• Interactions between competition and data processing: there is a need to ensure that data collected for the purposes of improving experiences, and thereby developing competitive offerings, will not negatively impact the data protection rights of users.
  • The impact of privacy enhancing technologies (PETs)
  • The role of AI: a need for a joined-up approach to AI has already been recognised, as demonstrated by the new DRCF advisory service to help businesses launch AI and digital innovations.
  • Digital identity: this is of wider interest to DRCF regulators given linkages to issues such as consumer access and digital exclusion, competition, and age assurance.

Issues within the other regulators’ remit include:

  • Privacy and online safety (ICO and Ofcom) 
  • Collecting biometric and other data to create inferences about users (ICO)
  • Novel forms of harm (Ofcom)
  • New, convincing scams, financial crime and fraud (FCA)
  • New channels for finance and payments (FCA)
  • Convergence of immersive social media, retail and gaming might hinder redress 
  • Digital divide/accessibility issues (Ofcom)

CMA Trends in Digital Markets (in more detail)

1.Rapid and widespread deployment of AI Foundation Models (FMs)

FMs are a type of AI technology that are trained on very large amounts of data that can be adapted to a wide range of tasks and operations. User-facing applications of FMs include chatbots, writing assistants and generation of images. 


The report provides an overview of the work undertaken in the CMA’s AI FM initial review in September 2023 (which we have also written about here).

2. Increasing technology convergence (TC) enables the creation of new and disruptive products and services

TC is when two or more existing technologies are combined to create new products or services (e.g. smart phones combined telephones, music players and digital cameras).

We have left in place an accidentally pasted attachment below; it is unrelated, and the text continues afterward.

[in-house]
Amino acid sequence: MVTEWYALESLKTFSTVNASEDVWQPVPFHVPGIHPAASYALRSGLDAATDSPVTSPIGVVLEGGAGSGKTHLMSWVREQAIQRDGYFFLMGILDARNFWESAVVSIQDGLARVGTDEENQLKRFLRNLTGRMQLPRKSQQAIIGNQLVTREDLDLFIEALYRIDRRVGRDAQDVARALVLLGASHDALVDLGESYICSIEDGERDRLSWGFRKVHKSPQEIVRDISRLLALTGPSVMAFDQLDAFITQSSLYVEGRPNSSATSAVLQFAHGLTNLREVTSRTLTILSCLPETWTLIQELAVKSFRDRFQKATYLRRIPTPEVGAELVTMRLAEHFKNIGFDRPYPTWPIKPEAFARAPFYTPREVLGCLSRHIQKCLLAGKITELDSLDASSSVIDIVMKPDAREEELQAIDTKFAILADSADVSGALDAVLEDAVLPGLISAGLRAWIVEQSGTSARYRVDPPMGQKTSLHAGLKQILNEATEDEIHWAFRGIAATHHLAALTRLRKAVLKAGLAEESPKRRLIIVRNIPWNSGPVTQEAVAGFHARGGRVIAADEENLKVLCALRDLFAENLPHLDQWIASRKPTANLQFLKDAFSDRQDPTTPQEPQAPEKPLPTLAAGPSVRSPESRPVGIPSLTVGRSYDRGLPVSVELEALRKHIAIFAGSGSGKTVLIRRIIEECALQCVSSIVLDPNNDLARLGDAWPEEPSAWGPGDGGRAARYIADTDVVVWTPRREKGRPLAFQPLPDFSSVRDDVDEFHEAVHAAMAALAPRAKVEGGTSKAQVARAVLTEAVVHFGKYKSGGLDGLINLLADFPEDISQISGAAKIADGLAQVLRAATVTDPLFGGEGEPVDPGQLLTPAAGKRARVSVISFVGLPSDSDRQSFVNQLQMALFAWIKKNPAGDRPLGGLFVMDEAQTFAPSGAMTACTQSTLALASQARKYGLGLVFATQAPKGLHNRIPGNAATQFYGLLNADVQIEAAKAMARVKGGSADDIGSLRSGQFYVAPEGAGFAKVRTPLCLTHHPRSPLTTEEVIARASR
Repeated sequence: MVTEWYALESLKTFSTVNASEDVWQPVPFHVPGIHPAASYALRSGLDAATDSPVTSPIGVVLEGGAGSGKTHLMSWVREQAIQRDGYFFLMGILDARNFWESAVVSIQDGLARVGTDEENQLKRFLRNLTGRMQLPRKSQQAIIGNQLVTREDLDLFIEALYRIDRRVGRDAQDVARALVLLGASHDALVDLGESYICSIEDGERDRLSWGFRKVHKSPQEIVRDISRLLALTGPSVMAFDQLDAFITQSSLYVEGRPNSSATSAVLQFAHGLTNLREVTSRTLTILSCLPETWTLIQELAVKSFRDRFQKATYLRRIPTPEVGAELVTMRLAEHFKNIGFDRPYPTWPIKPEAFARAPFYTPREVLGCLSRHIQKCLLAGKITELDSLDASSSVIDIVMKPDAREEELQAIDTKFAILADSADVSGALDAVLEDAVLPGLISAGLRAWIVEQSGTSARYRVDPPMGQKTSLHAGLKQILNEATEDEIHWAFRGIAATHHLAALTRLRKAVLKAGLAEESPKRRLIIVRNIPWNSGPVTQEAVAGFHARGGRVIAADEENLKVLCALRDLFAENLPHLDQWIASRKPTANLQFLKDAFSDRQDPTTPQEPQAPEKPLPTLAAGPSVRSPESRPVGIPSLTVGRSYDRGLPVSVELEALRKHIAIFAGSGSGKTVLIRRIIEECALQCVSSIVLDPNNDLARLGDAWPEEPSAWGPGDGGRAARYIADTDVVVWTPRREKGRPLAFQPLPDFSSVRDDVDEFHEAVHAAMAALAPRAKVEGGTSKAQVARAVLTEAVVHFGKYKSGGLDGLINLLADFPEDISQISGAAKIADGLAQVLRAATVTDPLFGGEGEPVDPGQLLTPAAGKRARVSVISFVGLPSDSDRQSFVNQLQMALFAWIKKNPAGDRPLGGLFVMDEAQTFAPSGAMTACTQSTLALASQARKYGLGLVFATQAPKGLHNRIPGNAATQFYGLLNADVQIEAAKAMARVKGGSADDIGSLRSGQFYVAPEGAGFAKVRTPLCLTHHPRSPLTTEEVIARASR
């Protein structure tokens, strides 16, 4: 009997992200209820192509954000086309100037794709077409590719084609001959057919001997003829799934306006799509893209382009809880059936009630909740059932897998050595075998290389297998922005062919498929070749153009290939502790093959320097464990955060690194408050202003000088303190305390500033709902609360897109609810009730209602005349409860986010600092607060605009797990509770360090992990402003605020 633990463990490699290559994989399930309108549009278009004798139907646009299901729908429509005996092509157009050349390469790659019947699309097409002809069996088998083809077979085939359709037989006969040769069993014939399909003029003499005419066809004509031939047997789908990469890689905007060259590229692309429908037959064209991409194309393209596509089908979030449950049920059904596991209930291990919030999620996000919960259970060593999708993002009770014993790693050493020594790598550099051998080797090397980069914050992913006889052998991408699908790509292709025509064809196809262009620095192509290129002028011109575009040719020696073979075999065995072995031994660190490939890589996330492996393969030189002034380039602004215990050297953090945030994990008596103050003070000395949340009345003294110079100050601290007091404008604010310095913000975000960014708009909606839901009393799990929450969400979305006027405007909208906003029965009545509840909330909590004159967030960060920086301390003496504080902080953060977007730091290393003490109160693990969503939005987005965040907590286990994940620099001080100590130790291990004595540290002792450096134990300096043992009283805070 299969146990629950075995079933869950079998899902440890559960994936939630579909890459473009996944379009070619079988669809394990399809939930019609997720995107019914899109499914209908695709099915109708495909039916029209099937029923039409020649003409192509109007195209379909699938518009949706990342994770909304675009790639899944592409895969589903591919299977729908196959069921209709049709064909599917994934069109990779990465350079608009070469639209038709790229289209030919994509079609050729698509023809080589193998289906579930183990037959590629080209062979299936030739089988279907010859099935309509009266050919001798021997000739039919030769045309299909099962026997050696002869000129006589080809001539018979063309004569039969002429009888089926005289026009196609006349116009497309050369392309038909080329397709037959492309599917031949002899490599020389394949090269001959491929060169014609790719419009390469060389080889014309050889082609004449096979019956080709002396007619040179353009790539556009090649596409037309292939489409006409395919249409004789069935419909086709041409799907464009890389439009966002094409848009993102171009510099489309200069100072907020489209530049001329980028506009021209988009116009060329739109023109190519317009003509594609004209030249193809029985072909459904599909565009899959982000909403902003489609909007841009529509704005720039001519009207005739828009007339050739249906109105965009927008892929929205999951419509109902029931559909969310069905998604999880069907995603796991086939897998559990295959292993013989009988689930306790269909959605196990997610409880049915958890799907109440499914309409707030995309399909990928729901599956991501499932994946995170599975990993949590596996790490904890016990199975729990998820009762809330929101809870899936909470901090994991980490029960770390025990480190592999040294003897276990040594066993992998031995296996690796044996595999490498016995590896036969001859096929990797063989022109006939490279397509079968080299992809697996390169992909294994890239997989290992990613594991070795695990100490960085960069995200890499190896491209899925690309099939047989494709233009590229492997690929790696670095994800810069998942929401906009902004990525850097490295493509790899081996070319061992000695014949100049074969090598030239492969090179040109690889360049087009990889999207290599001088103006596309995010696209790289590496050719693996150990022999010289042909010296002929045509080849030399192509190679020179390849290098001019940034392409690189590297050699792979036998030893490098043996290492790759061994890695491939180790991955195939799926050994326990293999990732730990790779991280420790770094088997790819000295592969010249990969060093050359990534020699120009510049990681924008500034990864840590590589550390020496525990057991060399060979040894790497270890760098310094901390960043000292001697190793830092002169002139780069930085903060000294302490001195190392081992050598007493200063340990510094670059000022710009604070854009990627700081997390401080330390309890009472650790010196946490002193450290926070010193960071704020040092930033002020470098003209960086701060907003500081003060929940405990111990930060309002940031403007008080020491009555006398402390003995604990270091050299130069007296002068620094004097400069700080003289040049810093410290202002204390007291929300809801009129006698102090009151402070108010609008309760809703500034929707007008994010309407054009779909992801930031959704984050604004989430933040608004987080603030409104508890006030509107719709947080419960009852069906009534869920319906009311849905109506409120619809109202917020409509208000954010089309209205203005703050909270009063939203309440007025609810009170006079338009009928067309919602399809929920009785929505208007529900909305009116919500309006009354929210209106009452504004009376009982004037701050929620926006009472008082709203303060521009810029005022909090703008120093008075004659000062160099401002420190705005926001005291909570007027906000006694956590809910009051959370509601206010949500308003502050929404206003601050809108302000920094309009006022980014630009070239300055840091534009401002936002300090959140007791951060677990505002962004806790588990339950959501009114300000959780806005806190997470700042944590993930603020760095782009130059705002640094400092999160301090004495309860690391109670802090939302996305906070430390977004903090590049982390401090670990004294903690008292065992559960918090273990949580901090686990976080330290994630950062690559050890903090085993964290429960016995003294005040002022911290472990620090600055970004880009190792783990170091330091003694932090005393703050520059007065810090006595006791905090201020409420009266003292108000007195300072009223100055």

The CMA notes one paper that argues the source of competitive edge for companies is no longer related to economies of scope, scale, or expertise, but rather the ‘economy of convergence’.

The CMA states there are benefits for consumers but also potential risks, such as market disruption or the ability of some firms to leverage existing capabilities. However, the CMA found limited information on competition and consumer elements during its research. 

The report mentions new techniques are being used to identify TC and the emergence of new markets (e.g. deep neural networks and machine learning approaches to analyse patent data or Wikipedia). 

Possible future developments are also mentioned, such as: neural technologies combined with AI; AR/VR converging with IoT, digital twins, AI and/or robotics; and the convergence of nanotechnologies, biotechnologies and information technologies.

3. Digital platforms increasingly integrate additional services

The report notes although integration can provide convenience for consumers, there are also potential concerns from consumer lock-in and competition (e.g. barriers to entry), to data privacy.

The report also mentions media reports of X’s ambition to become the ‘everything app’, similar to WeChat, which combines social media, messaging, gaming, marketplace and payments. 

4. Digital firms continue to raise prices for API access

Application Programming Interfaces (APIs) are a set of functions and procedures that allow the creation of applications that access the features or data of another operating system, application, or other service. They act as building blocks of interoperability and data exchange between separate systems. 

Freely available APIs allow developers to use the data of large platforms to create add-ons, plugins or third-party applications which leverage existing services. By enabling third parties to offer complimentary tools and applications, platforms’ content could reach more users’ demands without needing to develop the tools in-house. 

The report notes there has now been a shift in APIs being thought of as tools for direct revenue generation, instead of a tool for platform expansion as has often previously been the case.

The report also explores the interaction between AI FMs and APIs – FMs using large amounts of data accessed via APIs for training and development could drive firms to increasingly seek to turn their APIs into a key source of revenue.

The CMA highlights the increasing importance of maintaining a balance between accessibility and innovation.

5. Growing incumbent and new entrant activity in the markets for CPUs, GPUs, and AI accelerators

The report notes that new entrants in core logic chip markets may not meaningfully disrupt the wider market or could possibly be subsumed in future industry consolidation. Alternatively, if some of the larger technology companies succeed in creating competitive products, there may be potential risks arising from vertical integration.